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Comet Lovejoy C/2014 Q2 passes just south of the globular star cluster M79 December 28, 2014. This image was made in the strong light pollution of metro Denver, Colorado with the first quarter Moon in the sky, and clouds swirling around. This image was made during a small break in the clouds. The cluster M79 is just above the comet in the tail. The comet was only 20 degrees high in a hazy sky.
Technical. This image was obtained with a Canon 7D Mark II 20-megapixel digital camera and 300 mm f/2.8 L IS II lens at f/2.8 and ISO 1600. No dark frame subtraction, no flat fields. IDAS light pollution filter. Tracking with an Astrotrac and no guiding. The 7.5 minutes total exposure (fifteen 30-second exposures). Stars to magnitude 16 were recorded.
The Exposure Factors, CEF, CEFA are measures of the relative amounts of light received from a subject. It can be used to fairly compare wildly different lens/telescope apertures and exposure times. For this image:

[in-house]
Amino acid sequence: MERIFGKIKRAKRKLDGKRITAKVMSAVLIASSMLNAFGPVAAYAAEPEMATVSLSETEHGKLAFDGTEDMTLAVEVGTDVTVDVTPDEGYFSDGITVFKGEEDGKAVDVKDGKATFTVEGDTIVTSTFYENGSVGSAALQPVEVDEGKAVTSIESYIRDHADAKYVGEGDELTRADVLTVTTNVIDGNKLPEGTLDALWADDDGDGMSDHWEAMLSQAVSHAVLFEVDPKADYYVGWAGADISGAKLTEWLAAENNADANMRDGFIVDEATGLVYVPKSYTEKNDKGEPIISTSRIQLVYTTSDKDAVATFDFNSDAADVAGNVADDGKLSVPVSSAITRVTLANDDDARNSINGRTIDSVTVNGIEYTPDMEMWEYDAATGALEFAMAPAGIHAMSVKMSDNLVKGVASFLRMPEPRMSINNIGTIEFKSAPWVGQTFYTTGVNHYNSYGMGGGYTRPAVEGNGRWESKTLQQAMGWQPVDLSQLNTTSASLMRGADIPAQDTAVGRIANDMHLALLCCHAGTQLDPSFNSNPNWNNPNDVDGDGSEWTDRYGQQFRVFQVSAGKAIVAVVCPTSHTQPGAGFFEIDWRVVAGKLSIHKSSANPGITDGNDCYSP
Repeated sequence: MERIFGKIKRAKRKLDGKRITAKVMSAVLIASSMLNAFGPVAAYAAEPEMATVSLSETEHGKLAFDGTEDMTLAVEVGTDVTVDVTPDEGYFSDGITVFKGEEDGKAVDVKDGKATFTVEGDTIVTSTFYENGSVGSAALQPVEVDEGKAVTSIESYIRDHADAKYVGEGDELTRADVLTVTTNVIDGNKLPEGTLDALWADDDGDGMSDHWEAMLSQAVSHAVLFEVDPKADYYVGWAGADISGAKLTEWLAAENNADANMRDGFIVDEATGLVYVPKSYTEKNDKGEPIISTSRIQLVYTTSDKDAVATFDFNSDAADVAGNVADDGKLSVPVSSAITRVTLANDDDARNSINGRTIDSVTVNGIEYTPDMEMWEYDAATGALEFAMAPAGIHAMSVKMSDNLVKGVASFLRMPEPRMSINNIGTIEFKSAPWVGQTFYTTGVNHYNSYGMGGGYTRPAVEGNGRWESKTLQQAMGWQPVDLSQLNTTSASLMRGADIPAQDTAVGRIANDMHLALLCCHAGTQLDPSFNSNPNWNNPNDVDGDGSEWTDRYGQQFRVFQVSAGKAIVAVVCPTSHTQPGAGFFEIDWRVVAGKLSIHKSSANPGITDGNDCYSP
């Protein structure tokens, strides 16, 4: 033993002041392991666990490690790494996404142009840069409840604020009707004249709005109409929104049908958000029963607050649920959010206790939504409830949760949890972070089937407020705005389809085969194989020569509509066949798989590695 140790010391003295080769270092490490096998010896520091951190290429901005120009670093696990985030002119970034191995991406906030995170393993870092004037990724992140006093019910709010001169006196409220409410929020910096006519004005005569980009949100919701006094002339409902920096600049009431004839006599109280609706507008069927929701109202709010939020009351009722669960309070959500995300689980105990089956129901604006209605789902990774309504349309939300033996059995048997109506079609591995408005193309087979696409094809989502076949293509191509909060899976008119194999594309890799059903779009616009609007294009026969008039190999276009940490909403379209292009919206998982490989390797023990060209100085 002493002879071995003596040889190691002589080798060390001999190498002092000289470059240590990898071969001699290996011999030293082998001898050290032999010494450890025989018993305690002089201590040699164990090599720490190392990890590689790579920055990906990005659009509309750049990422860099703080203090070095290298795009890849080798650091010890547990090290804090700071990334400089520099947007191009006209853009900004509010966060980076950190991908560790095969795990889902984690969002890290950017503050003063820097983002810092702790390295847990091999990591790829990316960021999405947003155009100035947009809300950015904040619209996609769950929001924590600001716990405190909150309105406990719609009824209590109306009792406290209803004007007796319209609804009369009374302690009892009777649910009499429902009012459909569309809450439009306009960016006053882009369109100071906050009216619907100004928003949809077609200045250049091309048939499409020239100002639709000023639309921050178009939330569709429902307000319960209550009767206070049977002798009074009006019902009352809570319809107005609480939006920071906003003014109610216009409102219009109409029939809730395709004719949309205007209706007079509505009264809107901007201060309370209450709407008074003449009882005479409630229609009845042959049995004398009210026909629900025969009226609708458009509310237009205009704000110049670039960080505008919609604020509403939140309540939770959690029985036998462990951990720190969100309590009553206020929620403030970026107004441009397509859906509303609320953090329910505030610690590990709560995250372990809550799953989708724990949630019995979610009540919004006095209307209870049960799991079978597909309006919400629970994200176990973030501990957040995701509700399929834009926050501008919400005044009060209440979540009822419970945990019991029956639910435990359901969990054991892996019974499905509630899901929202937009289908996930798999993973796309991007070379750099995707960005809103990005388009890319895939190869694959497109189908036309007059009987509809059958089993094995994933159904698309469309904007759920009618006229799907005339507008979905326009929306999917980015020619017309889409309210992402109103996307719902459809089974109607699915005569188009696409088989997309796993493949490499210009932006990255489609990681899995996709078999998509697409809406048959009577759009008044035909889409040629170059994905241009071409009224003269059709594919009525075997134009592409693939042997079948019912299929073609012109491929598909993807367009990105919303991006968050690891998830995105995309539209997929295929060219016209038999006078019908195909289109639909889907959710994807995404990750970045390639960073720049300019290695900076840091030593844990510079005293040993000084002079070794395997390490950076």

Modern DSLRs like the 7D Mark II include on sensor dark current suppression and low fixed pattern noise at ISOs around 1600 and higher, making no need for dark frame subtraction. Modern raw converters correct for light fall-off and also correct for hot/dead/stuck pixels. This makes processing low light images easy: simply align and average.
To learn how to obtain stunning images like this, please visit my Extensive Articles on Photography .
See my review of the Canon 7D Mark II and why it is so good for astrophotography: Canon 7D Mark II sensor analysis.
Keywords to this image = astrophoto-1 night low-light digital_astro comet canon_7d2
Image ID: comet_lovejoy_C2014Q2_rnclark_0J6A9990-05_e-bin4x4s.jpg
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Last updated July 31, 2020